This weekend, we took a last minute trip up to Cosmopolis. That city is dipped in nostalgia for me. It drips with it. It's sticky; it is a series of postcards of a place I visited before I became something else, and each spot of importance is a button for a novel's worth of memory.

It used to hurt to see it, but I still yearned to go back and soak up how it felt to be in a place that I remembered and that remembered me, a place filled with the flavour of history that Cityville had yet to obtain. I used it to remind me of who I no longer was and also to show me what I was not even then. It was as though I wanted to beat it into myself. All the places I no longer lived in or frequented showed where I was not. The self I knew best was a negative space in another city.

It was less the place and more the time that I couldn't let go. The Fiery One and I would head back to Cityville after a visit, and I would spend the next week dissecting my life. I am not writing novels, I would admonish, I am fatter, I still smoke, I didn't finish my university degree. I would convince myself that I had not really moved ahead, that I was still all the sad things about me that I was in the 1990s.

I was wrong, of course. It was more difficult than I would consciously admit to become a married woman and move to another city after living in the same one for almost twenty-one years. I was just in the process of establishing myself in Cityville, and my lack of roots was showing.

While the Fiery One was taking a nap late Saturday afternoon, I took the opportunity to run around my old neighbourhood on my own, and I was surprised by how I felt about it. It wasn't so much like an old bruise anymore. I felt less muddled. I wasn't shifting in and out between the me now and the me then in some weird warp of memory and time.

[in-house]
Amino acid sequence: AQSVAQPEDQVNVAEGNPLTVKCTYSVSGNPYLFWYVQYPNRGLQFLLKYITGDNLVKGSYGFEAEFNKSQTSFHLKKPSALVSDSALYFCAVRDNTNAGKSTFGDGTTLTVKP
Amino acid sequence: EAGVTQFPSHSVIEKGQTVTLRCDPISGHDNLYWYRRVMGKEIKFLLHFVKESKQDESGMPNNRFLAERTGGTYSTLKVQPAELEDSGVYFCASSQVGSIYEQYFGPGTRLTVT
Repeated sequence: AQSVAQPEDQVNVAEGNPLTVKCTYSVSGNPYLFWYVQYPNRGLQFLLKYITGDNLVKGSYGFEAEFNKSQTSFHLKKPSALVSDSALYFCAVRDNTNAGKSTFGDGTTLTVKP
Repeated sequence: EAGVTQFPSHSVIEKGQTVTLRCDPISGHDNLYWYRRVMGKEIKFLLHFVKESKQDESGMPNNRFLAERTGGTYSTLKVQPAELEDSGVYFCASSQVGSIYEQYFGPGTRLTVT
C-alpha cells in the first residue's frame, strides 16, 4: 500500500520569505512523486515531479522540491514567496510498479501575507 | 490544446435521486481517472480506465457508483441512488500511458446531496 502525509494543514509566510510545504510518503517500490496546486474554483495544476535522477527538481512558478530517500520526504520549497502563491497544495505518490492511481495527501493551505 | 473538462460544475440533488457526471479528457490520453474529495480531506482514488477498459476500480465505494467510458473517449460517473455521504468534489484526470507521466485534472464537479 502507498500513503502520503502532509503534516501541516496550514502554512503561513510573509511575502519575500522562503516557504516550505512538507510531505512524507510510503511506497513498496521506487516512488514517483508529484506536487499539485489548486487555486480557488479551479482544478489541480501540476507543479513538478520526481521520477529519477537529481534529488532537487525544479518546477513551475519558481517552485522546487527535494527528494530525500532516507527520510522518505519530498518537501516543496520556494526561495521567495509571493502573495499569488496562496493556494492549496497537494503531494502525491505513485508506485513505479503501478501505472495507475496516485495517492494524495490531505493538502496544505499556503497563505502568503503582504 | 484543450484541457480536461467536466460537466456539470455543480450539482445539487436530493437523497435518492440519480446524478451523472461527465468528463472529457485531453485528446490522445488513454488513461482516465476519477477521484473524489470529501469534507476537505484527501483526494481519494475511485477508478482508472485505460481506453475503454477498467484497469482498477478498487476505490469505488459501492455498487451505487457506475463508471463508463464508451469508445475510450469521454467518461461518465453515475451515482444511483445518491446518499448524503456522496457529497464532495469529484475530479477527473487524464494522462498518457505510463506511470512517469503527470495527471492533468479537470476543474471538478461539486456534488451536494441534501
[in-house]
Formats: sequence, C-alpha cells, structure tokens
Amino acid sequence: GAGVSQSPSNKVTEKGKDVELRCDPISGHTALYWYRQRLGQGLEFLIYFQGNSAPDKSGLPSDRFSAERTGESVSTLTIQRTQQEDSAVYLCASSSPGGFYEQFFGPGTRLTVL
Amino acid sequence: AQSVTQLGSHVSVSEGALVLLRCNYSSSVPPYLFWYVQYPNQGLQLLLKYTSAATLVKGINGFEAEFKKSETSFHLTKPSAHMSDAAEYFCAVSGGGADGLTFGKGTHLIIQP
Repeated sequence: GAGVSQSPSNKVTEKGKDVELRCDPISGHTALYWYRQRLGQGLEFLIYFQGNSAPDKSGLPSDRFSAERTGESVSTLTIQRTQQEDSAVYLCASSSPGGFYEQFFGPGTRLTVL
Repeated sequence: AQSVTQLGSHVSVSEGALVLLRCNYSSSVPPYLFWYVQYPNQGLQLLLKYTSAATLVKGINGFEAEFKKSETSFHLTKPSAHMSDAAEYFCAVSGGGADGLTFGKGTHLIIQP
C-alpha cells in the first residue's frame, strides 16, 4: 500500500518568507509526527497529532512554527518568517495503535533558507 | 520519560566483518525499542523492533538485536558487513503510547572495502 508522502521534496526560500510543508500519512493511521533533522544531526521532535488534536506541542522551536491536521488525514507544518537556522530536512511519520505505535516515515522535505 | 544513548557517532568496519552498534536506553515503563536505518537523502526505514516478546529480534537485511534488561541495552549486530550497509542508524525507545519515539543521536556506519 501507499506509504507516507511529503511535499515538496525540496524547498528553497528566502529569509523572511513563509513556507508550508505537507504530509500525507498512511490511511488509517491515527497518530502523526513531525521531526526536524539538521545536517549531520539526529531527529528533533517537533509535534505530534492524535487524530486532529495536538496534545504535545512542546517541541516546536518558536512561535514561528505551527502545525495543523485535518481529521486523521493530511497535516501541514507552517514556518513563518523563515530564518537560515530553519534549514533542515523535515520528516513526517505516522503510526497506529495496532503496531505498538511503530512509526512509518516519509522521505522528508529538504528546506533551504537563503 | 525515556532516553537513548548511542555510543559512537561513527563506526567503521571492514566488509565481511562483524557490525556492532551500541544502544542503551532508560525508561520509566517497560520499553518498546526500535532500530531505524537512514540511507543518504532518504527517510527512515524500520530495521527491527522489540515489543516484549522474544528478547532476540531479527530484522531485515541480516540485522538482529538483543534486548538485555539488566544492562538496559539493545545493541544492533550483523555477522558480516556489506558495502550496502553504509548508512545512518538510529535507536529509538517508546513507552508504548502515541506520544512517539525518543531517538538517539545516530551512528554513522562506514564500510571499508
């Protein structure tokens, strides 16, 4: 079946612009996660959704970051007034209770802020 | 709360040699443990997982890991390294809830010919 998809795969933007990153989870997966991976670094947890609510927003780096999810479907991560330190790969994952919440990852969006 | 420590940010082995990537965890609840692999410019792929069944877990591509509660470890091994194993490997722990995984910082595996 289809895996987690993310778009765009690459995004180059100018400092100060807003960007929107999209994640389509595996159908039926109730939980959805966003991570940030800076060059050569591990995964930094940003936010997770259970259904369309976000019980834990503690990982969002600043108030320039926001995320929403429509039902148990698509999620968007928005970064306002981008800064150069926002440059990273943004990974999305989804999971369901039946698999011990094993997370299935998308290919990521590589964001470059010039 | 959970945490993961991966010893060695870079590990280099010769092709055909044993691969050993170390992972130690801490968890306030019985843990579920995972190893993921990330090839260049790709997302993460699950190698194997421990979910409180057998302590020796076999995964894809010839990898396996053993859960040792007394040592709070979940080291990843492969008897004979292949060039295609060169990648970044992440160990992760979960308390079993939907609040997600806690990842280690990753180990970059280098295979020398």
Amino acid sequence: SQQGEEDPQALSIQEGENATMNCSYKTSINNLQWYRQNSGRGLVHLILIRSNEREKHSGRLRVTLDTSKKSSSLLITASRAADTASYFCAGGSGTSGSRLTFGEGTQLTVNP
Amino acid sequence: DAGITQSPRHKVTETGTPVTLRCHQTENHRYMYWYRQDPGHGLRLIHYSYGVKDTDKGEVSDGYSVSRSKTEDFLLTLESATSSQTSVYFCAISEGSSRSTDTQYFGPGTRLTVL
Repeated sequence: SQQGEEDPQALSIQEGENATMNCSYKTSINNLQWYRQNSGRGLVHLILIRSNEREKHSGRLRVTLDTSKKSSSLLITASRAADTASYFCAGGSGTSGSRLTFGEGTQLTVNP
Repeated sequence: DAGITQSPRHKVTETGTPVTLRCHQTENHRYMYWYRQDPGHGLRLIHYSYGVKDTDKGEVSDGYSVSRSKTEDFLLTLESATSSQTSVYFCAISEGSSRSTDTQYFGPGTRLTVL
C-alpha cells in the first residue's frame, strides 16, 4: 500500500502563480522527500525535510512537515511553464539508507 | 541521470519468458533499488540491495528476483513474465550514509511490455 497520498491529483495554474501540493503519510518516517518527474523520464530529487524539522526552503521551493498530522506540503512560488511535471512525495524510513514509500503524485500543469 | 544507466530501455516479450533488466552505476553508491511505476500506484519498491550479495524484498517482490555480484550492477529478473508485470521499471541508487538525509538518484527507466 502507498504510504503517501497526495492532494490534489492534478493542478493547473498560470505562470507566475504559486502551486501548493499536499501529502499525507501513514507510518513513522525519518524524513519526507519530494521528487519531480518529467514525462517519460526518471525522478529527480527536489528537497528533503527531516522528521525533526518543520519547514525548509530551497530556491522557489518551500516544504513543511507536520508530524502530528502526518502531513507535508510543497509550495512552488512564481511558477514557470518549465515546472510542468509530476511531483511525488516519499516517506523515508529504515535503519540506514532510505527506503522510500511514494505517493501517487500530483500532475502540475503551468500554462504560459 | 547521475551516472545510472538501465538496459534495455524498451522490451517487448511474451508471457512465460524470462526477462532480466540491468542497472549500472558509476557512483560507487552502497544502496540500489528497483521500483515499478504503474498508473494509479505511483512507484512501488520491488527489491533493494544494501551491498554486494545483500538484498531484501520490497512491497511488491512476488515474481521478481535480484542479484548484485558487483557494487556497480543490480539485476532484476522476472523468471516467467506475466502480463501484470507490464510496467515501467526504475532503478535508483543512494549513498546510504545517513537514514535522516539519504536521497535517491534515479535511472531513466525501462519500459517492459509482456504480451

For instance, this following photograph is of the first building I lived in when I moved into that neighbourhood. It has always been a little difficult to look at, as though if I were to stare too long at the second balcony from the top right, I would see C and myself dangling our feet over the edge, smoking cigarettes and wearing nothing but a length of purple cloth she had lying around.

apartment building

Back then, I claimed that I had no sense of nostalgia. I believed that it was a disease of the mind and was happy to have somehow missed it in my chemical makeup. What I didn't realize was that I was in the middle of the first segment of my life that I had ever felt an active part of; I didn't know then that I was only experiencing a healthy lack of nostalgia for a childhood endured and gladly left behind. I had been activated like a dormant gene and was individuating wildly.

And now that I've been acknowledging the changes occurring in my life here as things I am a part of rather than things that are happening to me, these nostalgic soft spots lose a little of their sensitivity. Time becomes less of a whirlpool to drown in and more of river to swim in. I looked up at that apartment building on Saturday afternoon, and it was its own place separate from me. I stood on a stretch grass a few hundred feet away, small in a large space, quite alone and no longer perpetually entwining my legs around that balcony's railing.

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